What would you like to see more of in the for-purpose sector?

I would love to see more creativity when it comes to flexible working, especially in head office type positions. We have seen a surge in home working in recent months but imagine if it became the new normal to be more open to different ways of working, from job-shares to term time contracts and true flexible working. The 9 to 5 five-day week is so rooted in tradition that it seems hard to conceive of anything different, but there are so many good reasons to shake it up – from personal and family wellbeing to pollution and carbon emissions.

Zoe joined Oxford HR in 2018 after 15 years working in the charity/NGO sector with a focus on Learning and Development and Leadership for Sustainability. Her work with Earthwatch, the international environmental NGO, took her to India, China, Latin America and South East Asia where she has collaborated with local organisations, community groups, global NGOs and multinational companies to deliver nature based behaviour change and citizen science projects.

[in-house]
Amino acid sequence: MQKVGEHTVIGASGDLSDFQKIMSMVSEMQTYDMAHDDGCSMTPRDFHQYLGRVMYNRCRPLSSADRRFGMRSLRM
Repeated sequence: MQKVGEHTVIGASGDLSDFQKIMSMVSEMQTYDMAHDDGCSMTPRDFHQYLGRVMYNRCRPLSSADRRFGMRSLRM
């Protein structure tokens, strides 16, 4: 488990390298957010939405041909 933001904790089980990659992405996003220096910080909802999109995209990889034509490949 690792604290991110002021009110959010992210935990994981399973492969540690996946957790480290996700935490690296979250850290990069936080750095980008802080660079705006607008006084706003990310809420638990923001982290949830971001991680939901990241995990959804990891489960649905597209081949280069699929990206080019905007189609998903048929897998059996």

She is passionate about discovering and developing leaders who are dedicated to creating a sustainable, equitable and poverty-free world. Zoe has a postgraduate degree from the Institute for Leadership and Sustainability (University of Cumbria), is a trained coach and facilitator and has significant experience of bringing groups together in nature to consider the skills and competencies needed to tackle climate change and address the Sustainable Development Goals. She is also a founding member of the Climate Change Coaches.

Tim Brann

Tim Brann

Tim started working with Oxford HR in 2018, having graduated with a BSc in Product Design from Brunel University London. Although initially trained as a Product Designer, he has worked on a diverse range of projects across graphic design, 3D installations and website design and development. Tim has a keen interest in design as a tool for positive social change, especially among children's social care, and has pursued this through previous work for the GravityLight Foundation, small not-for-profit startups, and now at Oxford HR.